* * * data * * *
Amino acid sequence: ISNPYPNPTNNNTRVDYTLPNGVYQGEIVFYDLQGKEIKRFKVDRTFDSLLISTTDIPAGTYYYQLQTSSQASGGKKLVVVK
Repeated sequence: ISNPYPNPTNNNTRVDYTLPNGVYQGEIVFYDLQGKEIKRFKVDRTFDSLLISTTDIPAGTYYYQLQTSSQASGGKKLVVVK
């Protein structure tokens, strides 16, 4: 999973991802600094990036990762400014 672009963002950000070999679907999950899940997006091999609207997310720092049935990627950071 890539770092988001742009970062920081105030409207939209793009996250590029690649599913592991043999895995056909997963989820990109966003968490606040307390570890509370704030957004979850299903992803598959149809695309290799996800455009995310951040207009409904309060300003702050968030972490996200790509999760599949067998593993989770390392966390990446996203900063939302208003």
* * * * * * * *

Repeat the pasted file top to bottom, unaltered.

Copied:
Amino acid sequence: ISNPYPNPTNNNTRVDYTLPNGVYQGEIVFYDLQGKEIKRFKVDRTFDSLLISTTDIPAGTYYYQLQTSSQASGGKKLVVVK
Repeated sequence: ISNPYPNPTNNNTRVDYTLPNGVYQGEIVFYDLQGKEIKRFKVDRTFDSLLISTTDIPAGTYYYQLQTSSQASGGKKLVVVK
């Protein structure tokens, strides 16, 4: 999973991802600094990036990762400014 672009963002950000070999679907999950899940997006091999609207997310720092049935990627950071 890539770092988001742009970062920081105030409207939209793009996250590029690649599913592991043999895995056909997963989820990109966003968490606040307390570890509370704030957004979850299903992803598959149809695309290799996800455009995310951040207009409904309060300003702050968030972490996200790509999760599949067998593993989770390392966390990446996203900063939302208003």